Friday, September 30, 2011

Tomato paste

The conversion goblin has struck again!

During the two hours it took me to get Lauris and myself ready and out of the house yesterday, I did once think “maybe I ought to convert those quantities,” but since it did take us two hours to get out of the apartment, I shrugged off the thought and we headed to the store.

I had popped over to google translate to find the French words for several of the spices and ingredients I needed, and found almost everything I had on my list. Still missing the baking soda and baking powder; I will have to ask one of my French friends what they are called, I believe the translations I wrote down may be literal.

The main goal was to pick up the ingredients for lasagna, and as I’ve made this particular recipe a few times before, I thought I would be able to get the correct quantities of everything between quick mental conversions and visual guess-timates.

1 pound = 16 ounces = ~ 450 grams

Maybe I should get a tattoo.

Fast forward to dinnertime, and to a lasagna that doesn’t hold a candle to the frozen ones that require 1/10th of the effort. I ended up with half the required ricotta and double the amount of tomato sauce. I didn’t even use all the tomato paste I came home with, but I think the problem lies in the lack of crushed tomatoes. Since I hadn’t translated “crushed” I went by pictures, and figured a large can with pictures of chunky looking tomatoes on the label would be it. Turns out, tomato paste comes in all shapes and sizes; the box I bought thinking it was tomato paste is in fact tomato paste but is in a tube, what I believed to be an unseasoned tomato sauce is tomato paste, and the “chunky tomato label can” was… tomato paste. And the labels all say something different!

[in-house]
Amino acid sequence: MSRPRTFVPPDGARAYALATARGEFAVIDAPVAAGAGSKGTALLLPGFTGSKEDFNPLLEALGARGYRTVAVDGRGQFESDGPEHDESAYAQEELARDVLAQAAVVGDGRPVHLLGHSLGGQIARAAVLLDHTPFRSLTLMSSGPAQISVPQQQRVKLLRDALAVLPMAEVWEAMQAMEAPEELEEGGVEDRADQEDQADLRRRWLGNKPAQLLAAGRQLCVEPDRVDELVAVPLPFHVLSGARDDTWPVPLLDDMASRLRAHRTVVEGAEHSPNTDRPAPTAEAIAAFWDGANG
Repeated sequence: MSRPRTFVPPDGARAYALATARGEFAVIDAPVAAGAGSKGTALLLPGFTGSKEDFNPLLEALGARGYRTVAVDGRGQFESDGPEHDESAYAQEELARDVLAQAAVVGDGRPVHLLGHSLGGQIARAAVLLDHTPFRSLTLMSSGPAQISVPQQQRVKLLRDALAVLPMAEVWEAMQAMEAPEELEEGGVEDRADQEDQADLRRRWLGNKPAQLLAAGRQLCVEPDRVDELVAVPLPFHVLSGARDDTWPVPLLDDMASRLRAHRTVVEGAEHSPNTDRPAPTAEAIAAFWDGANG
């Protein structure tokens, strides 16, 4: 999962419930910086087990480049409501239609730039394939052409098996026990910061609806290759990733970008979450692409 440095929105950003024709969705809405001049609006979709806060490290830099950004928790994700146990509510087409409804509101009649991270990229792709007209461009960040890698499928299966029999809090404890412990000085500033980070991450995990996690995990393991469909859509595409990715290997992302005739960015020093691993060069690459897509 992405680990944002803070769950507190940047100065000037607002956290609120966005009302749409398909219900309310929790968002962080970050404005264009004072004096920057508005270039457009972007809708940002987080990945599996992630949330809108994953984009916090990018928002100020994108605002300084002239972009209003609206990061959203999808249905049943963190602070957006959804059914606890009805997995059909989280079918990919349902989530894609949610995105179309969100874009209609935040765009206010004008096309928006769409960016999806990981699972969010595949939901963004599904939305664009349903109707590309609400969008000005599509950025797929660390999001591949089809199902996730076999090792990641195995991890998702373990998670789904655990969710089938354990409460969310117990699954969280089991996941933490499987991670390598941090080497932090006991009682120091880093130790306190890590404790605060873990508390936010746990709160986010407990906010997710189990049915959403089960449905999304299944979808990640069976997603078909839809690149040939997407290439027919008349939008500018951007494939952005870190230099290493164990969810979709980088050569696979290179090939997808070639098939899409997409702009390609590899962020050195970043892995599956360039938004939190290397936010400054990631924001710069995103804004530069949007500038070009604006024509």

Sorry honey, I won’t serve you tomato paste for dinner again… well, after tonight’s leftovers, that is.

Lauris is toad-ing a fine line at the Jardin Lecoq


  1. Too funny, I can't tell you how often this happens to me! In case you are still wondering baking soda - bicarbonate digestif and you find it with the spices and salt and baking powder - levure chimique or levure anglais (it comes in little envelopes/packets) and you find it with the baking stuff...but be careful because it's always next to the levure boulganger which is regular yeast (I've made that mistake before too)! ;)

  2. Oh, bless your heart. I can't even imagine what trips to the grocery store must be like in another country. I don't even go here in the US - my hubby loves to do it. I think you might be onto something with the tattoo though. hehehe

  3. So -- it DEFINITELY seems that there is a niche to be filled - a "magasin spécialisé" catering to expats searching for all those items from "home" not available locally, and/or advice on using/substituting what IS available! Plain Cheerios, dark chocolate Reese's PB cups, white eggs... any investors interested?

  4. Well, most of these products are available... from expat shipping companies that charge outrageous fees. I just read Lucky Charms are going for 14 dollars at one UK specialty store. And there are several blogs I use to figure out substitutions/translations. Eventually products do make their way over, such as cream cheese, but for the others (anything containing peanut butter) we are able to survive between US visits.


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